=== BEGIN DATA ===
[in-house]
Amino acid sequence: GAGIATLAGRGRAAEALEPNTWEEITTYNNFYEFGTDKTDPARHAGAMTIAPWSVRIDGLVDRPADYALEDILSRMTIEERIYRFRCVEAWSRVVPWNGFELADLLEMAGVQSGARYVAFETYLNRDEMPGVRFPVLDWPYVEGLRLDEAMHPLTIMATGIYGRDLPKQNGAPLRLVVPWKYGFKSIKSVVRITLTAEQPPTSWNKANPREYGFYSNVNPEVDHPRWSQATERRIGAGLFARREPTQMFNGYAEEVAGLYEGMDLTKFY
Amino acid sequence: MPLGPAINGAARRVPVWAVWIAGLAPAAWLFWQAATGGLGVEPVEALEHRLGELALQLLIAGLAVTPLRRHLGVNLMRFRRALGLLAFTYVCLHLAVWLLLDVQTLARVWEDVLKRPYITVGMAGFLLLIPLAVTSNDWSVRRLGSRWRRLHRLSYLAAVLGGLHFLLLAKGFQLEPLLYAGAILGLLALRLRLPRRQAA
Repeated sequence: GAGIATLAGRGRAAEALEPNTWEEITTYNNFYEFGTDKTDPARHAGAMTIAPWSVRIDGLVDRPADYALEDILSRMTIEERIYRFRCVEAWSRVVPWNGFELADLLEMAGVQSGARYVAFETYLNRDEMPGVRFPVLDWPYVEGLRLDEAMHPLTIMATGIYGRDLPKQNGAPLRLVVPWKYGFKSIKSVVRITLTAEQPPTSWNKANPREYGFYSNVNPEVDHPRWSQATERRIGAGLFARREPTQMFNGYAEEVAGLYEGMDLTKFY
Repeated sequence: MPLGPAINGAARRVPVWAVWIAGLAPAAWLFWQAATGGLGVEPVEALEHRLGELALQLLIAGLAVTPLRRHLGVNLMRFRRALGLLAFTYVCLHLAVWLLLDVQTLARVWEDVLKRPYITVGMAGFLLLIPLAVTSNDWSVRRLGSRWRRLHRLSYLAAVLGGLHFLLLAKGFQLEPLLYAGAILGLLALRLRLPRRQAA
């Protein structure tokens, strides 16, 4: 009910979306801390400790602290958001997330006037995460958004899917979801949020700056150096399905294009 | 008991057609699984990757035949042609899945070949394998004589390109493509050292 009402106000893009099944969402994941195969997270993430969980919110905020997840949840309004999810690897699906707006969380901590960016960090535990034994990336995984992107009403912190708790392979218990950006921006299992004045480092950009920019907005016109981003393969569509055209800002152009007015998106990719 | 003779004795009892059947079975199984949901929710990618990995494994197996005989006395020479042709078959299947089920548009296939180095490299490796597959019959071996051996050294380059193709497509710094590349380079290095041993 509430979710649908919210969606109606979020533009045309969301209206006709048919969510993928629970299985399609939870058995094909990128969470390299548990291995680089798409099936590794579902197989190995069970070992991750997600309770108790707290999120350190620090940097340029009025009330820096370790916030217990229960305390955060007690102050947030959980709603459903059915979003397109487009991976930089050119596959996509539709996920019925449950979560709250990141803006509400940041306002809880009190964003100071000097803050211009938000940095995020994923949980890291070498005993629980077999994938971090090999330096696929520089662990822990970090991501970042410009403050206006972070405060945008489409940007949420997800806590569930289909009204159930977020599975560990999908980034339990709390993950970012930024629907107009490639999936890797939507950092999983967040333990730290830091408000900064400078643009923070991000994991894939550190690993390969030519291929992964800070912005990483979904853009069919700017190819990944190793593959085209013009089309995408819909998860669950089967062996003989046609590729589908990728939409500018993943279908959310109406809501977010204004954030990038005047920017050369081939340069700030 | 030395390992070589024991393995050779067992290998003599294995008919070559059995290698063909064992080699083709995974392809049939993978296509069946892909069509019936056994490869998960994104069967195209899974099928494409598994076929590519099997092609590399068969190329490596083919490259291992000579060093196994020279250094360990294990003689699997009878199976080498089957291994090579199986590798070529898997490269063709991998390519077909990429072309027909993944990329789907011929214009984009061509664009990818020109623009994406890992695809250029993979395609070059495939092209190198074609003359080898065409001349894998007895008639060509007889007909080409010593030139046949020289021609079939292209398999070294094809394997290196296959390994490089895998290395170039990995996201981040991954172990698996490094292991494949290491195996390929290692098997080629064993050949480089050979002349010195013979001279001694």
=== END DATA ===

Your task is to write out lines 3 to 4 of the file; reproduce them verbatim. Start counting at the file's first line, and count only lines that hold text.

Amino acid sequence: MPLGPAINGAARRVPVWAVWIAGLAPAAWLFWQAATGGLGVEPVEALEHRLGELALQLLIAGLAVTPLRRHLGVNLMRFRRALGLLAFTYVCLHLAVWLLLDVQTLARVWEDVLKRPYITVGMAGFLLLIPLAVTSNDWSVRRLGSRWRRLHRLSYLAAVLGGLHFLLLAKGFQLEPLLYAGAILGLLALRLRLPRRQAA
Repeated sequence: GAGIATLAGRGRAAEALEPNTWEEITTYNNFYEFGTDKTDPARHAGAMTIAPWSVRIDGLVDRPADYALEDILSRMTIEERIYRFRCVEAWSRVVPWNGFELADLLEMAGVQSGARYVAFETYLNRDEMPGVRFPVLDWPYVEGLRLDEAMHPLTIMATGIYGRDLPKQNGAPLRLVVPWKYGFKSIKSVVRITLTAEQPPTSWNKANPREYGFYSNVNPEVDHPRWSQATERRIGAGLFARREPTQMFNGYAEEVAGLYEGMDLTKFY